The Opioid Crisis

Why Employers Need to Pay Attention

November 7, 2017

Opioid abuse often begins with a legitimate prescription. As a result, individuals who would never think of taking hard drugs can become addicted.

For employers, this means that employees who don’t fit the stereotype of a drug user could be struggling with a potentially fatal addiction, one that can not only threaten the well-being of the employees, but can also create on-the-job safety risks and inhibit an employee’s ability to recover and return to work.

What is the overall impact of the opioid problem?

  • $55 billion in health and social costs from prescription opioid abuse each year
  • $20 billion in emergency department and inpatient care for opioid poisonings

How likely is it that one or more of your employees could have a problem with opioid abuse?
On an average day, more than 78 Americans die from an opioid-related overdose and more than 650,000 opioid prescriptions are filled in that same day. In fact, opioid abuse has become so pervasive that every employer should be aware that any employee could become affected.

A National Safety Council poll of HR officials discovered that 70 percent of employers are feeling the effects of opioid abuse in the form of absenteeism, decreased productivity, and safety incidents.

What kind of problems does Opioid abuse cause in the workplace?
Certainly, the well-being of the employee, but also the stress they cause others including: harm to family relationships, financial stability, and even death. Increased workers’ compensation costs are also a factor.

What kind of industries have more abuse issues? According to research done by the National Safety Council, the construction and mining industries experience higher than average opioid disorder levels, while agriculture, finance, insurance, and real estate were among the lowest.

What are the warning signs employers should look for? A number of outward warning signs of possible addiction include personality shifts, missed deadlines, inconsistent eye/motor coordination, and incoherence. These workers would also be prone to be part of safety violations or incidents.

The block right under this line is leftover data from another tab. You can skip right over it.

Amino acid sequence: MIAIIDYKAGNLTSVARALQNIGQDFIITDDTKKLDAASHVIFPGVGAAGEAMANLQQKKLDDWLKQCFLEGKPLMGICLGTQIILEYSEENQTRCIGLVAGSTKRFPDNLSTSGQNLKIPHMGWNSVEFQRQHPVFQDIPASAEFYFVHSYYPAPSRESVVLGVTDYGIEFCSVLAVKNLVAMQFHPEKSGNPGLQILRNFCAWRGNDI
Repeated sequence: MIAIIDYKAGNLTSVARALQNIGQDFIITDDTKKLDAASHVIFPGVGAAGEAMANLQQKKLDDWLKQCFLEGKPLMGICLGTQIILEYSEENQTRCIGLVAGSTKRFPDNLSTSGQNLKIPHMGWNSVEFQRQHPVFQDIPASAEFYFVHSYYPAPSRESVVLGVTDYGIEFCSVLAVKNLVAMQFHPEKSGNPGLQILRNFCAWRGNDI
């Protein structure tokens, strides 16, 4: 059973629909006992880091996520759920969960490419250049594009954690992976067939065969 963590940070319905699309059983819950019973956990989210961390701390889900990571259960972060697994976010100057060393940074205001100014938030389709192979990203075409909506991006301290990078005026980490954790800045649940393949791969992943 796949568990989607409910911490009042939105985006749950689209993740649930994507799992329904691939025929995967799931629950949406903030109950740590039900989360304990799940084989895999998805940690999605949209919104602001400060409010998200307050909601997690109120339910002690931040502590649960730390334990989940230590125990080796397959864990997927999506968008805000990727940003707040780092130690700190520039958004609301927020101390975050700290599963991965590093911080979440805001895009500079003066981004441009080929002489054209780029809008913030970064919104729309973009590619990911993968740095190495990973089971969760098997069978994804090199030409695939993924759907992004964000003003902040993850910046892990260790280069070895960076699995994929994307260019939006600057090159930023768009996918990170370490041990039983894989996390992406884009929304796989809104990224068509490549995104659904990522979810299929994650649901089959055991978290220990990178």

But detecting patterns is also important. A worker who is routinely absent every Monday or Friday or who always calls in sick on the same day of the week might be displaying signs of potential substance abuse.

What can be done to address this problem?
First of all, an employer can partner with their insurance provider, medical/PBM, and EAP. They can also re-evaluate or establish a drug policy and testing for prescription drugs. They can invest in management and employee education. And they can increase and ensure confidential access to help and treatment for their employees.

The coverage of prescription medications in healthcare benefits packages continues to be an essential part of employee healthcare. But this disturbing trend of opioid over-medication and subsequent abuse is a problem that must be addressed.

Are employers currently prepared to handle the crisis?
According to results from a National Safety Council survey, 81 percent of respondents’ drug policies lacked “at least one critical element of an effective drug-free workplace program.” That’s why training is essential from entry level to the top.

Is the government doing anything to help?
The Department of Labor Office of Workers’ Compensation Programs recently took steps to begin monitoring federal employees for opioid use. Part of that program requires prescribing physicians to consider alternative treatment options and sufficiently monitor the patient’s opioid use. In March 2017, President Donald Trump formed a commission designed to combat the crisis.

The prescription opioid epidemic is having a profound impact on the workplace. Employers who are committed to safe and healthy work environments need to address the epidemic. They can make this happen with strong employee policies, alliances with health benefits and workers’ compensation plan providers, education, expanded drug-free workplace testing, and non-threatening access to treatment programs.

If you have specific questions about handling the opioid crisis or if you’d like more information about how MMA risk management or claims services can help, contact your local Marsh & McLennan representative.